The Lummi Blockade – check this out!

Ed and Helen Scott sent us this article, written by Tip Johnson, from the website:  “Northwest Citizen“.
It is very interesting and very long so we are posting the link to this website, rather than posting it here.  Check it out!

2 thoughts on “The Lummi Blockade – check this out!

  1. This is a really interesting article. I hope everyone reads it. I looked up some stuff on Native American tribal rights, and it seems clear that the government, Federal if necessary, has the ability to settle this so that our health and welfare are not risked by the Lummi Tribe cutting off access to the Gooseberry point dock. Whether or not any government entity will bother to exercise this power on behalf of a few thousand people having an interest in Lummi Island is another question. The silence of all of our elected representatives on the subject of our ferry blockade is deafening.

    I have copied an excerpt from an article I found on the internet here:

    Although Native Americans have been held to have both inherent rights and rights guaranteed, either explicitly or implicitly, by treaties with the federal government, the government retains the ultimate power and authority to either abrogate or protect Native American rights. This power stems from several legal sources. One is the power that the Constitution gives to Congress to make regulations governing the territory belonging to the United States (Art. IV, Sec. 3, Cl. 2), and another is the president’s constitutional power to make treaties (Art. II, Sec. 2, Cl. 2). A more commonly cited source of federal power over Native American affairs is the COMMERCE CLAUSE of the U.S. Constitution, which provides that “Congress shall have the Power … to regulate Commerce with foreign Nations, and among the several States, and with the Indian Tribes” (Art. I, Sec. 8, Cl. 3). This clause has resulted in what is known as Congress’s “plenary power” over Indian affairs, which means that Congress has the ultimate right to pass legislation governing Native Americans, even when that legislation conflicts with or abrogates Indian treaties. The most well-known case supporting this congressional right is Lone Wolf v. Hitchcock, 187 U.S. 553, 23 S. Ct. 216, 47 L. Ed. 299 (1903), in which Congress broke a treaty provision that had guaranteed that no more cessions of land would be made without the consent of three-fourths of the adult males from the Kiowa and Comanche tribes. In justifying this abrogation, Justice EDWARD D. WHITE declared that when “treaties were entered into between the United States and a tribe of Indians it was never doubted that the power to abrogate existed in Congress, and that in a contingency such power might be availed of from considerations of governmental policy.”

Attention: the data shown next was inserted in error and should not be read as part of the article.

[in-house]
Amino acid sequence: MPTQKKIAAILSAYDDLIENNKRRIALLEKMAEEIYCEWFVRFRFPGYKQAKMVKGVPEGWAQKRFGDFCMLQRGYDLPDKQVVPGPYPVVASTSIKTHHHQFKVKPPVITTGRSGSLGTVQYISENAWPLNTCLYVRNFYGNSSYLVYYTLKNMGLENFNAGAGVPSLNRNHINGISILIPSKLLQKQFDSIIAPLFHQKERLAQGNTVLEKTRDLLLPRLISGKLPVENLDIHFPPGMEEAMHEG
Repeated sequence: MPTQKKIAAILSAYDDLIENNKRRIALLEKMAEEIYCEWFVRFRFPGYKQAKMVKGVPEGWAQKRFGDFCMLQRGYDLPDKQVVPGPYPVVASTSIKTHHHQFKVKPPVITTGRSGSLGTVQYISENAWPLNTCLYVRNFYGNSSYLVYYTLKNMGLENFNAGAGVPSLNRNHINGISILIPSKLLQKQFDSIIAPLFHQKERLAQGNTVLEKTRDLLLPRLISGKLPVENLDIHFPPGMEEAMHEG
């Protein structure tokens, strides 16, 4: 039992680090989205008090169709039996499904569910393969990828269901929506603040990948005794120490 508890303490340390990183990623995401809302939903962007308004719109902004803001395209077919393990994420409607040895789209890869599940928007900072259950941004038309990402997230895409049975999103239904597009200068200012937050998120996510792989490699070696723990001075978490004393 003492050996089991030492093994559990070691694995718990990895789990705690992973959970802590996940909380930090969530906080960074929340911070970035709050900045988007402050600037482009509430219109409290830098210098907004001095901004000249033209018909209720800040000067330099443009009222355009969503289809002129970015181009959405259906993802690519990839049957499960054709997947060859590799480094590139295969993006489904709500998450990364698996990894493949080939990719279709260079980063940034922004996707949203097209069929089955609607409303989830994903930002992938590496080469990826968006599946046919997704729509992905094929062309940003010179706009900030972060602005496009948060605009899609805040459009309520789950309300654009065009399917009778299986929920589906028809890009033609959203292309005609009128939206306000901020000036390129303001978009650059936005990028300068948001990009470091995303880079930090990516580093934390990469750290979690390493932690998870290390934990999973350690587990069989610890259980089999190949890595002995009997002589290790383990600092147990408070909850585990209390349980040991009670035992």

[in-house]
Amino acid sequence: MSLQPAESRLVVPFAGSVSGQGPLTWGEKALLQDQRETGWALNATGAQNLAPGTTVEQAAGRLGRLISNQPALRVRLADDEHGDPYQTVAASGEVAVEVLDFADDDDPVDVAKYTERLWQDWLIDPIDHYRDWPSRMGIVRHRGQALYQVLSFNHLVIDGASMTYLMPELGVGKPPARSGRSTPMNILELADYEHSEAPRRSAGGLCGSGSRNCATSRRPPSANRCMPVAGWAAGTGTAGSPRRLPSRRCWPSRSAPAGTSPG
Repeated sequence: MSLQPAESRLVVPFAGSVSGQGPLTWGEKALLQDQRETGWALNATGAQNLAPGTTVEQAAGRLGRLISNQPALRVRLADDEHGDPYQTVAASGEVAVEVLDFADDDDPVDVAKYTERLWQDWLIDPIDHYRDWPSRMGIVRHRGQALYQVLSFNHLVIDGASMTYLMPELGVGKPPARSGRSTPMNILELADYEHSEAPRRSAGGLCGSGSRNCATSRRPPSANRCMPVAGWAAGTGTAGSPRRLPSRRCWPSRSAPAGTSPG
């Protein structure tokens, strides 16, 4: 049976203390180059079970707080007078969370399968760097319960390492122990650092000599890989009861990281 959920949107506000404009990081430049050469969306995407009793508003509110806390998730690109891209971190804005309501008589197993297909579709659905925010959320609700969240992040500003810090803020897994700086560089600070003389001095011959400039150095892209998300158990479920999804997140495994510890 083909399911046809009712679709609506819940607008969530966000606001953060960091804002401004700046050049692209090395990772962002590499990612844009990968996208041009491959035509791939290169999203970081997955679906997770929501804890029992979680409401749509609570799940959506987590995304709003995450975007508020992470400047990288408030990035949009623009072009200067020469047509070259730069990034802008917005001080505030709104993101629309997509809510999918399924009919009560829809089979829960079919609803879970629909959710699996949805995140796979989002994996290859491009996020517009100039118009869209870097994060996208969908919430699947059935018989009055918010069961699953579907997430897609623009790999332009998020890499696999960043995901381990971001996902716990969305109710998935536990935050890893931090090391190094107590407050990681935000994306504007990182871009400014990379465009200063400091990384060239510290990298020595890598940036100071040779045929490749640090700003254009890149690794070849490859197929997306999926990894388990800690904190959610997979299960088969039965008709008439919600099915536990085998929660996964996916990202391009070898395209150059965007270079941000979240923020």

Read more: Native American Rights – Federal Power Over Native American Rights

  2. I agree Anne (and Ed thanks for posting this link). This article is full of concise factual REAL information. We are all desperate to know what is going on in secret, and as Anne says, will anyone step in to ensure our rights?

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